PULSE OXIMETRY ACCURACY AND PERFORMANCE DURING COMBINED MOTION AND LOW PERFUSION. Cook CM, C-C Wun, Mannheimer PD, Bebout DE. Nellcor Oximetry, Tyco Healthcare, Pleasanton, Calif.

Purpose: This study investigated the effects of combined motion and low perfusion on the accuracy and performance of a new pulse oximeter (Nellcor N-595) compared to conventional pulse oximetry (Nellcor N-200). Background and Significance: Several pulse oximetry signal processing methodologies have been recently introduced for the continuous and accurate reading of saturation (SpO2) during patient motion. This study evaluated the Nellcor N-595 pulse oximeter that was designed to improve performance over conventional pulse oximetry during the more challenging conditions of combined motion and low perfusion. Methods: With IRB approval and informed consent, 12 healthy adult volunteers were studied. To induce peripheral vasoconstriction and low perfusion, subjects were acclimated for 45 minutes prior to study to the laboratory, which was maintained at 58–62°F throughout the study. The motion protocol consisted of rubbing and scratching motions (2–3 minutes each) during stable normoxia, transient hypoxia and stable hypoxia. Two N-595’s and two N-200’s were attached to the fingers of the motion hand and were compared to like instruments on the non-motion hand. SpO2 performance measures included bias, precision, root mean square of the differences (RMSD) and Receiver Operator Characteristics (ROC) parameters (eg, area under the curve). Probability values were obtained using parametric linear mixed model analysis (bias, precision, RMSD) and generalized linear model analysis (ROC parameters). Results: Compared to the N-200, the N-595 showed significantly better accuracy and performance evidenced by 50% improvements in bias (5±3 vs. 11±7; P<0.001), precision (5±3 vs. 10±7; P<0.001), and RMSD (7±4 vs. 15±10; P<0.001), and greater AUC (0.900±0.077 vs. 0.838.067; P<0.005). Conclusions: We conclude the new N-595 pulse oximeter shows significant improvements in accuracy and performance compared to conventional pulse oximetry during the more challenging conditions of combined motion and low perfusion.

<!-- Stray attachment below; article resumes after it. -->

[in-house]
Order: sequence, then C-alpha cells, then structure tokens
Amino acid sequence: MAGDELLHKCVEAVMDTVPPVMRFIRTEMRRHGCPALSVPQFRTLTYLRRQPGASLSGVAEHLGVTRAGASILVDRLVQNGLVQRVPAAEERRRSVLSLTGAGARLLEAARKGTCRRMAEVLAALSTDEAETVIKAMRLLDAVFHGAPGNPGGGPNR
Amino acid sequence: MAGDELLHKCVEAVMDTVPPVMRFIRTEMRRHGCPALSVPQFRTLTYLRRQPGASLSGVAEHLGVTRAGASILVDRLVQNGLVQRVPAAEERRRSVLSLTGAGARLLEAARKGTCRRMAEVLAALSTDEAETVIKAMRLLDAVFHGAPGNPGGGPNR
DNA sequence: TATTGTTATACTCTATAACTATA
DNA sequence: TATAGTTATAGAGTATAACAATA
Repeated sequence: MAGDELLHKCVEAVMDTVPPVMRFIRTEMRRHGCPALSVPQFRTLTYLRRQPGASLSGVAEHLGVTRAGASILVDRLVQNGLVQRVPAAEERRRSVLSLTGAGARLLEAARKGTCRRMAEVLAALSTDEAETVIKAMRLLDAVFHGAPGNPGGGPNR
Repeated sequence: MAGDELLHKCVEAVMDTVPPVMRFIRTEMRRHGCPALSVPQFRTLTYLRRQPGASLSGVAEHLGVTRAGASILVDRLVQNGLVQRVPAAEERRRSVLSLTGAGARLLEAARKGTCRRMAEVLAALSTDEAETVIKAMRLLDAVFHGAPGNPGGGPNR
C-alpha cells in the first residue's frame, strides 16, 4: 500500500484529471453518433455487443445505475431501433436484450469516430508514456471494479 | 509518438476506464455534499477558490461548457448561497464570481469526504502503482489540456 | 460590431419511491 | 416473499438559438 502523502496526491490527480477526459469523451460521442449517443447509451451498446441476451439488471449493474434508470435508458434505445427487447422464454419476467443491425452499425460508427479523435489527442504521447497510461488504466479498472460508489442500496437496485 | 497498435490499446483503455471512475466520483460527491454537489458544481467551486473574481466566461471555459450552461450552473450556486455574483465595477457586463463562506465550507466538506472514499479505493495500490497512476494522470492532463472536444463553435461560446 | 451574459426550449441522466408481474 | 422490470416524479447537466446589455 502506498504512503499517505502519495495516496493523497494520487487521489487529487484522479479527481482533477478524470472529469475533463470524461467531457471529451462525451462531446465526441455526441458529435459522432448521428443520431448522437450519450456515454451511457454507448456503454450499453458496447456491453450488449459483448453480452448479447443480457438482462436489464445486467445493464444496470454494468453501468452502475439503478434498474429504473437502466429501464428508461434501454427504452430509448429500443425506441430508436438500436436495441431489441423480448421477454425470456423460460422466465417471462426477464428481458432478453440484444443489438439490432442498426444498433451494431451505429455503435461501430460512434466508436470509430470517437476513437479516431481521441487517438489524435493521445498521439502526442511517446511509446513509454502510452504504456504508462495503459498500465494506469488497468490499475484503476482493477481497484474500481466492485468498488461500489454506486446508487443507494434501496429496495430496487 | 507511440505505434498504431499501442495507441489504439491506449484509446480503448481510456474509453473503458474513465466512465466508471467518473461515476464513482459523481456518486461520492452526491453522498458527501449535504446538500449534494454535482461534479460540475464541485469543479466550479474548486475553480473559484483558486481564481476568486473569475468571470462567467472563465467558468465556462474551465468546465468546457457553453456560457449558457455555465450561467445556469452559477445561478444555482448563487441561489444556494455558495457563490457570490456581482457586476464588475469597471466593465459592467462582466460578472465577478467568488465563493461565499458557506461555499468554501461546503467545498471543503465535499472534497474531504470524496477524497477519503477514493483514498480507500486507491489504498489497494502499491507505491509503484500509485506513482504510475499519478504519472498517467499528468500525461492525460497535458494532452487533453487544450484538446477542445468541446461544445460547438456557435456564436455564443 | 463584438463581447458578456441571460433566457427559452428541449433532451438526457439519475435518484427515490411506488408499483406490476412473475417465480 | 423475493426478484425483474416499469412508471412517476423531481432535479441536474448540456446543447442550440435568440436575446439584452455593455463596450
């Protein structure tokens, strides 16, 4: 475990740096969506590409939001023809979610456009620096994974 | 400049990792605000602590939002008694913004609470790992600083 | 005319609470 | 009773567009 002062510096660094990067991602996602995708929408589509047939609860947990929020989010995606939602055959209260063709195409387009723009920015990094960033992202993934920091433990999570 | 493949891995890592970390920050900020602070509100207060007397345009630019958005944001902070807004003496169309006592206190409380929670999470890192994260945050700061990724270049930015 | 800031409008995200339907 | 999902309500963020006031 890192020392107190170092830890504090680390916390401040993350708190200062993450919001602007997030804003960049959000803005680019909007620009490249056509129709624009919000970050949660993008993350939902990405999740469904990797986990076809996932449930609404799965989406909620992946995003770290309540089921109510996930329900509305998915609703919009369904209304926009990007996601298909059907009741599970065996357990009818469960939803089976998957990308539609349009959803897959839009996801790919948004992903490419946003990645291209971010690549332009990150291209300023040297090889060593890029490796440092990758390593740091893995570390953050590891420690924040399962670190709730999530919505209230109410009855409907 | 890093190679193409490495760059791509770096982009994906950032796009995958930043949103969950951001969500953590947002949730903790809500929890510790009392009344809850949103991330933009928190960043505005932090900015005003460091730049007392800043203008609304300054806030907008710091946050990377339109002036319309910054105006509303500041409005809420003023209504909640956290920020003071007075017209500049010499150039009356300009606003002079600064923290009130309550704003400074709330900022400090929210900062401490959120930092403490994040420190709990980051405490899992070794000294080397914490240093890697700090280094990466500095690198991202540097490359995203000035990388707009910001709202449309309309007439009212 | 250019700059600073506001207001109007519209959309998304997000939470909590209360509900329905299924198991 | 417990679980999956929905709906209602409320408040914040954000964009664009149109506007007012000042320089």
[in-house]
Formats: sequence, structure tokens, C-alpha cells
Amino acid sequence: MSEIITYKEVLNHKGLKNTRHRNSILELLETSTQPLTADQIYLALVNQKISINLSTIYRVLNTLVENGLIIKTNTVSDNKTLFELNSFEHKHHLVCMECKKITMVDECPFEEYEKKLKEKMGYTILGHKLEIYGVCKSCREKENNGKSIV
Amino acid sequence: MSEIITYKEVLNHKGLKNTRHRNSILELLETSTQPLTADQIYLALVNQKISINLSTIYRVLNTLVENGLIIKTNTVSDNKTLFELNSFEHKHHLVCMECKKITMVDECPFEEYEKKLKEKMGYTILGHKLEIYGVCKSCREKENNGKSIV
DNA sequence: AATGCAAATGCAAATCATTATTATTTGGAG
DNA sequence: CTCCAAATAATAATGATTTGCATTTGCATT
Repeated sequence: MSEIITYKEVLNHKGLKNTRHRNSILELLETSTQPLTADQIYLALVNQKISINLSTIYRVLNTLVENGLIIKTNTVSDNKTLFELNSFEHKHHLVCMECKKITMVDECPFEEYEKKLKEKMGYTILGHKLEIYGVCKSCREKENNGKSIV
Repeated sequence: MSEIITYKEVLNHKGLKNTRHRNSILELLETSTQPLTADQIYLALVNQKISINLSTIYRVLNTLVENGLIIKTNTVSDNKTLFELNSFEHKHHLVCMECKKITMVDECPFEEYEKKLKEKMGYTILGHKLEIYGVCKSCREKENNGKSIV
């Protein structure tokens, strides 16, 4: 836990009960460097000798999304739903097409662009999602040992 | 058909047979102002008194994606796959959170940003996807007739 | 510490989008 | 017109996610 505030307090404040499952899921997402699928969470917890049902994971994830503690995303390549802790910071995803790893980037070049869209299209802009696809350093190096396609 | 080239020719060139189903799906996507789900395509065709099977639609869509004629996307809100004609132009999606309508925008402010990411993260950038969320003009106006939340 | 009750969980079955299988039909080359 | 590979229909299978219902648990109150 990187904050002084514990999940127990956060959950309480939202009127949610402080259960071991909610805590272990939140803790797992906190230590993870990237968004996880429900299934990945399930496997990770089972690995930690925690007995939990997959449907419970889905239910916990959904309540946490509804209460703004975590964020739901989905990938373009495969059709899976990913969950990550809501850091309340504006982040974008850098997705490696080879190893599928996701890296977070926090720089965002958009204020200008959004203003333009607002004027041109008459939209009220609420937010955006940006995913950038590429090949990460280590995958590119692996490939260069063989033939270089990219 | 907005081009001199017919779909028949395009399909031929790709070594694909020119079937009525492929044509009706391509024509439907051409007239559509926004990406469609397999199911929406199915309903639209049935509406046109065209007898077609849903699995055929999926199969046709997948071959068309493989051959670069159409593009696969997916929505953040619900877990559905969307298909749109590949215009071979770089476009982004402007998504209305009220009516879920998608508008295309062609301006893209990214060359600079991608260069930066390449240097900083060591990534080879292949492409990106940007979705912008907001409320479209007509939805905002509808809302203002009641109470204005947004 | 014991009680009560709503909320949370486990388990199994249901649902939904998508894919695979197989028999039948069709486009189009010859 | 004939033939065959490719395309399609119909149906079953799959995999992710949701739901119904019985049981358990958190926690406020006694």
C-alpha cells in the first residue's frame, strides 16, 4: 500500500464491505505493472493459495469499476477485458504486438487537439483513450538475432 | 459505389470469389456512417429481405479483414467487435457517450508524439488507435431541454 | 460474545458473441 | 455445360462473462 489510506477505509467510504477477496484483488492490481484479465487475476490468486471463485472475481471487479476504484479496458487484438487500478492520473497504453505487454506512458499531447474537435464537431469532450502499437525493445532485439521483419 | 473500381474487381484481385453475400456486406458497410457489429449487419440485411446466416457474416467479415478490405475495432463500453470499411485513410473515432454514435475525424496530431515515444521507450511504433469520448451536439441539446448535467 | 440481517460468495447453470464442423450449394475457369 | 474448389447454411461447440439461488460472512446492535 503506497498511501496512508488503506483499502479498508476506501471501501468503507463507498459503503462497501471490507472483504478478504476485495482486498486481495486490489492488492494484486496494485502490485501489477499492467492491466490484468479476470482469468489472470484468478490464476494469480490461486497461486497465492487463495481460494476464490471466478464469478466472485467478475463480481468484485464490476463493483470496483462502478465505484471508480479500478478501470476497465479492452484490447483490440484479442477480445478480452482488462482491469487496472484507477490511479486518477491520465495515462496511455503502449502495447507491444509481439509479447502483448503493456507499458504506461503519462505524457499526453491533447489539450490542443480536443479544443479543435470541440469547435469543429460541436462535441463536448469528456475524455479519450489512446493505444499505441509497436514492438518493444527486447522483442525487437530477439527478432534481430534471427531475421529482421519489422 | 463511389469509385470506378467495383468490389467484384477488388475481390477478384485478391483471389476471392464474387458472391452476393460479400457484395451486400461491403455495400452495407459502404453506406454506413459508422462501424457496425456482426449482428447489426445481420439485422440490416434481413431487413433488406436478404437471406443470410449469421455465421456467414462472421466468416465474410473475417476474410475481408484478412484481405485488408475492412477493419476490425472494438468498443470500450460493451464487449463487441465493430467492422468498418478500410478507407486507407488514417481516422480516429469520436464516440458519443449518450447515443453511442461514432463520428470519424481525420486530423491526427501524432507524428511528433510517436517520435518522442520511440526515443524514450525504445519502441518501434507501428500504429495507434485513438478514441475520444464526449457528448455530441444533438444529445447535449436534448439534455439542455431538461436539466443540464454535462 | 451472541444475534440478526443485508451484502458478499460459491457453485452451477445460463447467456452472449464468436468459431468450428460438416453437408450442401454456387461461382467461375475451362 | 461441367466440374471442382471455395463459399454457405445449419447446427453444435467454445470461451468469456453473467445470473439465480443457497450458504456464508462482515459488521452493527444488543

COMPARISON OF FAMILY STRESSES, STRENGTHS, AND OUTCOMES AFTER TRAUMA AND SURGERY. Leske J. University of WI-Milwaukee, Milwaukee, Wis.

Purpose: The purpose of this study was to compare family stresses, strengths, and outcomes after motor vehicle crashes (MVC), gunshot wounds (GSW), and cardiac surgery (CABG). Background and Significance: The consequences of trauma and surgery are major social, psychological, and economic problems for families after critical care. Prior research suggests that optimal patient recovery may be associated with family strengths and positive family adaptation. Methods: A multivariate descriptive design based on the adaptation phase of the Resiliency Model of Family Stress was used. A convenience sample of family members (n=127) participated within 2 days of admission to the critical care unit. Family stresses were measured by the Family Inventory of Life Events and the APACHE III. Family strengths were measured by the Family Hardiness Index and the Family Crisis Oriented Personal Evaluation Scale. Family adaptation outcomes were measured by the Family Member Well-Being Index and the Family Adaptation Scale. Results: Family members ranged in age from 18–80 years (X=42 years). Patients ranged in age from 19–78 years (X=44 years). After controlling for family member age, income, and education, multivariate analysis of variance indicated that family members of patients with trauma and surgery reported no significant differences in family strengths of hardiness and family outcomes of well-being and adaptation. However, family members of GSW patients reported significantly more stress (F=4.0, P<.01) and less use of coping strategies (F=4.33, P<.01). Conclusions: Interventions that address family stress and develop or mobilize coping are needed for selected families.